9. Thank you very much Audi TT for your response. That was really helpful. I have already got the details from the Land Registry, I know the last owners name, also his company name, and who the 1st charge is with (NR incidentally !!) but didn't know anything about the Insolvency Register. . I will get cracking on that tomorrow. So it is the Official Receiver that that I should be dealing with initially then, rather than Northern Rock ? Thanks again. I'll keep you posted.
  10. I searched for an answer elsewhere on this Forum but couldn't find what I was looking for. I know of a nice rural property, with land, that I would like to buy. I am a cash buyer. The property became empty Autumn 2009. It had been purchased by some kind of builder who had other properties but when the downturn happened he came unstuck and did a runner. I have bought the info. from the LR that tells me that there are three charges on the property. The place is still empty after 9-10 months and has suffered frozen pipe damage internally. Because the place is unoccupied there must be an element of risk with the place (squatters, more deterioration, etc) and yet the place remains dormant. I have contacted two of the mortgagees to see what is going to happen with the place and they wouldn't or couldn't help. My questions are : How do I find out if a property has actually been re-possessed ? Why haven't the mortgagees realised their assets by now ? Does having three different lenders (two are banks) complicate the issue ? What else can I do to stop myself from getting continually frustrated at not finding it for sale ? This is a serious enquiry and I will be very appreciative for any help and/or guidance. Thank you.
  11. One independent EA has 49 properties around here (Midlands) at over a £1M. 11 over £2M He is known for ramping up the prices and it's interesting how some EAs are doing this and some aren't. If the Coalition plans come to fruition there will be another collapse. Jack up interest rates now and the market would die overnight. Things are very fickle. I am also looking for a £750k + rural property and there are people out there who are buying them. There is money about but for how long ?
  12. Absolutely sound advice. There are many pitfalls for the unwary and that includes lawyers AND estate agents if they are dealing with land and don't know their subject thoroughly. I have spoken to 2 EAs in the last 6 months about 2 properties with an AOC attached to them and in each case they didn't even know that they were attached and then they didn't know what they were. Totally out of their depth. Not a subject to be frightened about but "Buy Brains" is the best advice I can give.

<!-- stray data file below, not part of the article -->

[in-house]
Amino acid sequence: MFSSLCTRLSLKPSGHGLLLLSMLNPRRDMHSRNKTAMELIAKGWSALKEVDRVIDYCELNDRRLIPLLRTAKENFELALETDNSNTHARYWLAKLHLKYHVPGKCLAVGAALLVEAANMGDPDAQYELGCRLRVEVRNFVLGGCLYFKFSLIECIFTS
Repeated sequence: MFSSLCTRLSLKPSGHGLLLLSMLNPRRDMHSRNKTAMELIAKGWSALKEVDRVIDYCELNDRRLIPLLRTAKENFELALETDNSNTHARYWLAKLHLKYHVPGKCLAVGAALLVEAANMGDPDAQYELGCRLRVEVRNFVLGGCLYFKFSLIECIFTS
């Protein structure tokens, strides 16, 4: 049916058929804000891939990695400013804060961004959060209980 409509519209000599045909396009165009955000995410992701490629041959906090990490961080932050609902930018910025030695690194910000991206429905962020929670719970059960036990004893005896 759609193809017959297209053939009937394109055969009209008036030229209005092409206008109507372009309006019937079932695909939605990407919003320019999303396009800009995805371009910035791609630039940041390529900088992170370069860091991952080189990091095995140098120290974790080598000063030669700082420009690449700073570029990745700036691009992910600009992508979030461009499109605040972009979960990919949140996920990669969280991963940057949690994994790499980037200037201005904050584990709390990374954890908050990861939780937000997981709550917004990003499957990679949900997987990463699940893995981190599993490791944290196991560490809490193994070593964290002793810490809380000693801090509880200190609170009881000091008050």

13. My advice. Never buy land without the benefit of a solicitor who deals in that type of transaction. Buying land can have many more pitfalls than a normal property purchase. Boundaries, clawbacks, Chancel Repair Liability, restrictive covenants are all things that need extra investigation when buying land. Not to mention Wayleaves, Rights of Way, etc. Most land has Entitlements under the RPA and you need to get hold of those if you can.
  14. Negotiation skills are paramount when buying or selling anything. But just one point about all this business of putting in offers. By putting in an offer you are letting your drawbridge down ever so slightly. You are, as one of my lawyers says, "in an exposed position" You need to maintain your best position if at all possible. Good military strategists always use high ground. I ALWAYS put a time limit on offers that I put in. No more than 14 days, and I explain to the EA that after that period the offer is withdrawn automatically. Most of the time you will get a yes or a no. But it concentrates the mind of the EA and the vendor. If you are near the mark both will have to think long and hard. Don't forget that the EA wants the commission to keep rolling in. They need to sell as well as the vendor. And I don't care what anyone says, it is impossible to value any property to within 10%. In fact I don't think there is any such thing as "the value of a property" . If the vendor wants to sell it badly enough or the buyer wants to buy it badly enough then there is a deal to be done. Oh, and one other thing. My honest opinion is that probably 80% of EAs are cretins. This is a general figure and is probably nearer to 95 % for the urban type of agent and probably 60%ish for the expensive rural type of property agent.
  15. This is all good advice although to be honest if you started lifting my manhole covers during a viewing and asking me to flush loos I might start to think that you were one of those annoying tyre kickers. I buy things off people rather than what they are selling. Difficult to explain, and it does come with experience, but if the vendors are right then usually that's a good start. But one thing that no one has mentioned is local authority planning sites. Most Planning Depts. have reasonable web sites now that can be searched via post code/street name. Have a look at what has been applied for in the past with the property (have they used the 30% rule all up) And see what the neighbours have applied for. This is an absolute must-do if it's a rural property.